Carbon capture and storage infrastructure (1 project): A project in Iceland will build a highly scalable onshore carbon mineral storage terminal with an estimated overall storage capacity of 880 million tonnes of CO₂.
Background. With revenue of more than €38 billon until 2030 from the EU Emissions Trading System (ETS), the Innovation Fund aims to create the right financial incentives for companies and public authorities to invest in the next generation of low-carbon technologies and give EU companies a first-mover advantage to become global technology leaders.
The first call for large-scale projects awarded grants of €1.1 billion to 7 projects in energy-intensive industries, hydrogen, carbon capture, use and storage, and renewable energy. 15 projects were awarded project-development assistance.
With a 60% increase in funds compared to the first round of the Innovation Fund, the EU is more than doubling the number of projects. The geographical reach is also expanding to more countries, including in Eastern Europe.
Successful projects under this second call will now start to prepare their individual grant agreements with the European Climate, Infrastructure and Environment Executive Agency (CINEA), the implementing agency of the Fund. These are expected to be finalised in the fourth quarter of 2022, allowing the Commission to adopt the corresponding grant award decision and start distributing the grants.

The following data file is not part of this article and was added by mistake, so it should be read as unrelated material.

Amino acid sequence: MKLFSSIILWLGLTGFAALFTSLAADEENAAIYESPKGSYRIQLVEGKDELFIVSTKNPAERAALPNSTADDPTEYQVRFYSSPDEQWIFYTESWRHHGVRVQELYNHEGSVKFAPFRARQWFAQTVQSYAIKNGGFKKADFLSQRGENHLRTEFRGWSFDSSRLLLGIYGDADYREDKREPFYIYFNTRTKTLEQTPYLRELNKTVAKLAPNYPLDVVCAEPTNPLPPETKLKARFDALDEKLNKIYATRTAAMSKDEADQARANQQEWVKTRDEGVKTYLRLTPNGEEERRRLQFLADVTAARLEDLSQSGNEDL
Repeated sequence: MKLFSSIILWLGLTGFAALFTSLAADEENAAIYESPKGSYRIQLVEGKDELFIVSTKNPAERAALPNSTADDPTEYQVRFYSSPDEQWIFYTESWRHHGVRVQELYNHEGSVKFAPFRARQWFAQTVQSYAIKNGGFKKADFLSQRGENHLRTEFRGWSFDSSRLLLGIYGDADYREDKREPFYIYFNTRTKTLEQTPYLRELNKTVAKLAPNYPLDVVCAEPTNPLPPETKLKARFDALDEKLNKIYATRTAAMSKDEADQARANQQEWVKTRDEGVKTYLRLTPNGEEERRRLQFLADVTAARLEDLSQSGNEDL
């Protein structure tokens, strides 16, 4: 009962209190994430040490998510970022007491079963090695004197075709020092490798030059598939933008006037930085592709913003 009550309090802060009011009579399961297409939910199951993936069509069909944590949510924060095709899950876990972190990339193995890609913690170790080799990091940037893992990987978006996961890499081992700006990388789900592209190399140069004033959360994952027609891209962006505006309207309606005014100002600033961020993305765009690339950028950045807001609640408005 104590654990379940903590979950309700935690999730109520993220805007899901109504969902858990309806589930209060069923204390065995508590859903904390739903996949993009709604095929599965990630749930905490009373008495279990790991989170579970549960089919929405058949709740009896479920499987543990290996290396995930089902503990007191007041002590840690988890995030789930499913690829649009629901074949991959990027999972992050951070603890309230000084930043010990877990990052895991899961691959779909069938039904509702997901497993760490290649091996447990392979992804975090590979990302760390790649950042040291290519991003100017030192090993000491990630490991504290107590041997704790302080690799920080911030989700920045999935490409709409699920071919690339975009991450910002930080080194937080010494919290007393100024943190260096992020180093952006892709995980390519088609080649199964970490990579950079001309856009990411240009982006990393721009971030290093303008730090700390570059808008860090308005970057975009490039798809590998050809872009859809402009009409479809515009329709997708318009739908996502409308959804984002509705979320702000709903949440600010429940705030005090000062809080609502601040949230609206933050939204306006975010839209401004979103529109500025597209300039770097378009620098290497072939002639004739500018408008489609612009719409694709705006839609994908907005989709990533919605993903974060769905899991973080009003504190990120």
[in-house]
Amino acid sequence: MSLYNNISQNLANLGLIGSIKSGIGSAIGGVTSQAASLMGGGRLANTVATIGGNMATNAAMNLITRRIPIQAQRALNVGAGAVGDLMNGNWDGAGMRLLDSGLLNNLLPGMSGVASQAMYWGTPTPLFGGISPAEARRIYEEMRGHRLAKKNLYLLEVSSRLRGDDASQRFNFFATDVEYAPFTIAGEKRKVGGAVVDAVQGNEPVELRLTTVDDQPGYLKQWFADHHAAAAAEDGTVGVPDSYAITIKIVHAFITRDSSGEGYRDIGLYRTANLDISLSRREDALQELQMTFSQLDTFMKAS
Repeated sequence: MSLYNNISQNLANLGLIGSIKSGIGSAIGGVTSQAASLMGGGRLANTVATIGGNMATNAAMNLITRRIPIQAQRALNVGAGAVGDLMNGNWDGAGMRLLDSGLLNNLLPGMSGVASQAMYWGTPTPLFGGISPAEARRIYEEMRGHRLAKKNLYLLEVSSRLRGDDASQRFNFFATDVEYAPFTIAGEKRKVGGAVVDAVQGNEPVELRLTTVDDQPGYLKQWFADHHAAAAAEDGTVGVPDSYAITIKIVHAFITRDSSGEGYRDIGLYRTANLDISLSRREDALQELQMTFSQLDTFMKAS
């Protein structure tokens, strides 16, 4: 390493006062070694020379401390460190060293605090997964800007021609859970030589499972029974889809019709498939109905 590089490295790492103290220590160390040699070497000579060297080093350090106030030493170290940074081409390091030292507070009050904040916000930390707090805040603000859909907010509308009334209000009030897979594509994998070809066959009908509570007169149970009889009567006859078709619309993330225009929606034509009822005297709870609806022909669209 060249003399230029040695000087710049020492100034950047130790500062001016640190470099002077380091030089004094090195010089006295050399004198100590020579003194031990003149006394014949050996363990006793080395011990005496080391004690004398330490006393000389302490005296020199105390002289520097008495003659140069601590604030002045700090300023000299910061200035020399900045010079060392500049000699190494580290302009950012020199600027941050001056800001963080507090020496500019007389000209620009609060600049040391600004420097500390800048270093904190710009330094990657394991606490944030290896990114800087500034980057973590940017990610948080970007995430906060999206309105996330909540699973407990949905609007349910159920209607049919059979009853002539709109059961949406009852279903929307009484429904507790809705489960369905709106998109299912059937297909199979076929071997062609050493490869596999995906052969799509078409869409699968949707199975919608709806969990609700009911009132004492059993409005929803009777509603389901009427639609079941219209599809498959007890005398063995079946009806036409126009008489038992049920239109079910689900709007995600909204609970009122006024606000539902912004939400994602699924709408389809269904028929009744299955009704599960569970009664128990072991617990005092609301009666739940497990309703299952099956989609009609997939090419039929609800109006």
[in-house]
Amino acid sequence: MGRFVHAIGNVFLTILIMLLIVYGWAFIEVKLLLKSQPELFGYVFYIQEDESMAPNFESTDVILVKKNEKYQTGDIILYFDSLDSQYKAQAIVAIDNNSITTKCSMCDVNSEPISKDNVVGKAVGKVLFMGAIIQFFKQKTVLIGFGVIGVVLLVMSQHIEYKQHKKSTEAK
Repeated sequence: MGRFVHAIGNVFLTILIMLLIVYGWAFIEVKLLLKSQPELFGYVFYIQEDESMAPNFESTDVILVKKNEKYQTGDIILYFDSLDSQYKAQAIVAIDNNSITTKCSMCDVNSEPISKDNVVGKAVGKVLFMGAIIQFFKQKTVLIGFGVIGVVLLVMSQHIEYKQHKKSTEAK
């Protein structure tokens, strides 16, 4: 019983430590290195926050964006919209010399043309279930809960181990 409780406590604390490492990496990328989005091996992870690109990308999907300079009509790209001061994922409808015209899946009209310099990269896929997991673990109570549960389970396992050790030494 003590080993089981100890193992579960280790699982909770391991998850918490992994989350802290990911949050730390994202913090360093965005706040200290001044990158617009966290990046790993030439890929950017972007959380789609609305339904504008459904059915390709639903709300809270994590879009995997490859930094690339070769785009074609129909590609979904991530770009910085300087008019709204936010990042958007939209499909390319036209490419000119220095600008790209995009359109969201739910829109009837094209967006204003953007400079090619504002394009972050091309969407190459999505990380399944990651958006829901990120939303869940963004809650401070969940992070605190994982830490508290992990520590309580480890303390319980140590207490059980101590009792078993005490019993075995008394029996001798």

In the autumn, the Commission will launch the third call for large-scale projects. As announced in the REPowerEU Plan, the funding available will be doubled to around €3 billion to support further the EU’s independence from Russian fossil fuels. Projects that were not successful in the previous calls are encouraged to re-apply.
In July 2021, the Commission proposed as part of the Fit for 55 package to top up the Innovation Fund, currently sourced from 450 million allowances from the existing ETS in 2021-30, with 50 million allowances from the existing ETS and 150 million allowances from the new system covering emissions from road transport and buildings. In addition, under the proposal, allowances which would otherwise be allocated for free to industry sectors covered by the Carbon Border Adjustment Mechanism would be auctioned and added to this Fund.